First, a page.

GCA may have some wiggle room

If anyone knows how the Nevada Gaming Control Board operates, it would be GCA. I took a look at the profiles of the directors of the company. Mike Rumbolz "additionally served as a member and subsequently the chairman of the Nevada Gaming Control Board, and is the former chief deputy attorney general of the state of Nevada".

I expect that he will be guiding this process and the only way this merger would get derailed is if he wanted it to get derailed.

Would they want it derailed?

I doubt that GCA would have any intentions to sabotage the deal; the most likely scenario by a large margin is that it goes through. That's why the stock is trading so close to the agreed upon price. However, this represents a very negative skew to the potential returns. The upside is pretty much capped at $36.5. If the deal doesn't go through, or if there is any doubt about the deal, the stock price could fall. Investors need only look back to October 2014 to see how the share price dipped. For a while, there was significant upside in MGAM, but that has been entirely priced out of the investment.

Remember that this deal is being financed with debt that has not been issued yet and that the plans of GCA are subject to the availability of financing on the terms they are willing to offer. The notes will not be publicly traded. If the terms offered on the debt were substantially worse than what GCA was anticipating, it may give them cause to avoid the deal.


While it is very likely that this deal will go through, the potential return on holding the shares is not enough to compensate investors for the slight possibility of suffering a very substantial loss if anything goes wrong. When shares were priced at $36.36, the potential return of 0.39% was terrible compensation for the risk and time. At $35.94, the potential return of 0.99% is not so bad, but it is still a relatively weak return. Around $35.50 to $35.30, assuming no meaningful negative events have been released, the shares get interesting and I get bullish in the context of 1% of a portfolio with virtually no trading costs.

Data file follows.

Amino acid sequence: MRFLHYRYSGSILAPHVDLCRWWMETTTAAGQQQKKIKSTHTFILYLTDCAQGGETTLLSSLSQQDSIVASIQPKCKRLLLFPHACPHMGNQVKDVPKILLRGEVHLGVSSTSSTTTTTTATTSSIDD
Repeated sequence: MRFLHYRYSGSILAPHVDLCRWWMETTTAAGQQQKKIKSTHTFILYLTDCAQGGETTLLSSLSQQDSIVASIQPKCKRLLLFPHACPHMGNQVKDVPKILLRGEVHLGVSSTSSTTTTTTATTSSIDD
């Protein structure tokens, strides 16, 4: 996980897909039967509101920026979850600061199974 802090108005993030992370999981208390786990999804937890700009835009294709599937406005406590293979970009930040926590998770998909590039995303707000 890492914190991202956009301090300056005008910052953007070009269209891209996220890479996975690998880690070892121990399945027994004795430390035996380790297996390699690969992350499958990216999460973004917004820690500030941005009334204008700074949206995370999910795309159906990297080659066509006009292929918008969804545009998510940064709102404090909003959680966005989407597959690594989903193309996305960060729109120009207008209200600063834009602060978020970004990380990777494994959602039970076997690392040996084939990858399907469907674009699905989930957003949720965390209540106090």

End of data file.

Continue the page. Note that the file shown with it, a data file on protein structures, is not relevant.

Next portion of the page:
In early November, the shares were priced around $35.00, which does represent an acceptable level of upside relative to the risk. For investors with substantial capital and very low trading costs, it may be appealing to short the company whenever shares are trading over $36.40. The potential loss of $.10 per share would be a relatively small risk when any negative news would provide the opportunity to cover at substantially lower prices.

Disclosure: The author has no positions in any stocks mentioned, and no plans to initiate any positions within the next 72 hours.

The author wrote this article themselves, and it expresses their own opinions. The author is not receiving compensation for it (other than from Seeking Alpha). The author has no business relationship with any company whose stock is mentioned in this article.

Additional disclosure: Information in this article represents the opinion of the analyst. All statements are represented as opinions, rather than facts, and should not be construed as advice to buy or sell a security. Ratings of “outperform” and “underperform” reflect the analyst’s estimation of a divergence between the market value for a security and the price that would be appropriate given the potential for risks and returns relative to other securities. The analyst does not know your particular objectives for returns or constraints upon investing. All investors are encouraged to do their own research before making any investment decision. Information is regularly obtained from Yahoo Finance, Google Finance, and SEC Database. If Yahoo, Google, or the SEC database contained faulty or old information it could be incorporated into my analysis. The analyst holds a diversified portfolio including mutual funds or index funds which may include a small long exposure to the stock.